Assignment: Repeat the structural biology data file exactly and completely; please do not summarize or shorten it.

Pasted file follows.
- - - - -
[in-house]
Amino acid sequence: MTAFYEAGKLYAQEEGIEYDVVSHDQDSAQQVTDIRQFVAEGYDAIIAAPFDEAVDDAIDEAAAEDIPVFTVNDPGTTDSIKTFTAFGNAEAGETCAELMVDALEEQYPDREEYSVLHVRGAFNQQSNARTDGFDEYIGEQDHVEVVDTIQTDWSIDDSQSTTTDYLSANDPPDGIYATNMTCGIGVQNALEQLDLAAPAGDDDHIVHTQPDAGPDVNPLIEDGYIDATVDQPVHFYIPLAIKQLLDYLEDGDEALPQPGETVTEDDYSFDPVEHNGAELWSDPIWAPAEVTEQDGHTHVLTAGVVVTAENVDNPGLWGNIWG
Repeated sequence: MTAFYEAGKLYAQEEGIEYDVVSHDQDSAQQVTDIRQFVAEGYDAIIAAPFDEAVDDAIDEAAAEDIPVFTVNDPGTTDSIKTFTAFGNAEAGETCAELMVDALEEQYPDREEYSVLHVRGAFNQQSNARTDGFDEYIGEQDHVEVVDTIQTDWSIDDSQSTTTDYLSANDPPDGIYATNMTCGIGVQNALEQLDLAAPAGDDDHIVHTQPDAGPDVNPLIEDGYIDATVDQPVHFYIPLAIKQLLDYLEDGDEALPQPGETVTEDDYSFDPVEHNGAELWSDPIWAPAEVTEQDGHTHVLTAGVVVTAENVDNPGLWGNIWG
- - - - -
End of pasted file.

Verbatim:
[in-house]
Amino acid sequence: MTAFYEAGKLYAQEEGIEYDVVSHDQDSAQQVTDIRQFVAEGYDAIIAAPFDEAVDDAIDEAAAEDIPVFTVNDPGTTDSIKTFTAFGNAEAGETCAELMVDALEEQYPDREEYSVLHVRGAFNQQSNARTDGFDEYIGEQDHVEVVDTIQTDWSIDDSQSTTTDYLSANDPPDGIYATNMTCGIGVQNALEQLDLAAPAGDDDHIVHTQPDAGPDVNPLIEDGYIDATVDQPVHFYIPLAIKQLLDYLEDGDEALPQPGETVTEDDYSFDPVEHNGAELWSDPIWAPAEVTEQDGHTHVLTAGVVVTAENVDNPGLWGNIWG
Repeated sequence: MTAFYEAGKLYAQEEGIEYDVVSHDQDSAQQVTDIRQFVAEGYDAIIAAPFDEAVDDAIDEAAAEDIPVFTVNDPGTTDSIKTFTAFGNAEAGETCAELMVDALEEQYPDREEYSVLHVRGAFNQQSNARTDGFDEYIGEQDHVEVVDTIQTDWSIDDSQSTTTDYLSANDPPDGIYATNMTCGIGVQNALEQLDLAAPAGDDDHIVHTQPDAGPDVNPLIEDGYIDATVDQPVHFYIPLAIKQLLDYLEDGDEALPQPGETVTEDDYSFDPVEHNGAELWSDPIWAPAEVTEQDGHTHVLTAGVVVTAENVDNPGLWGNIWG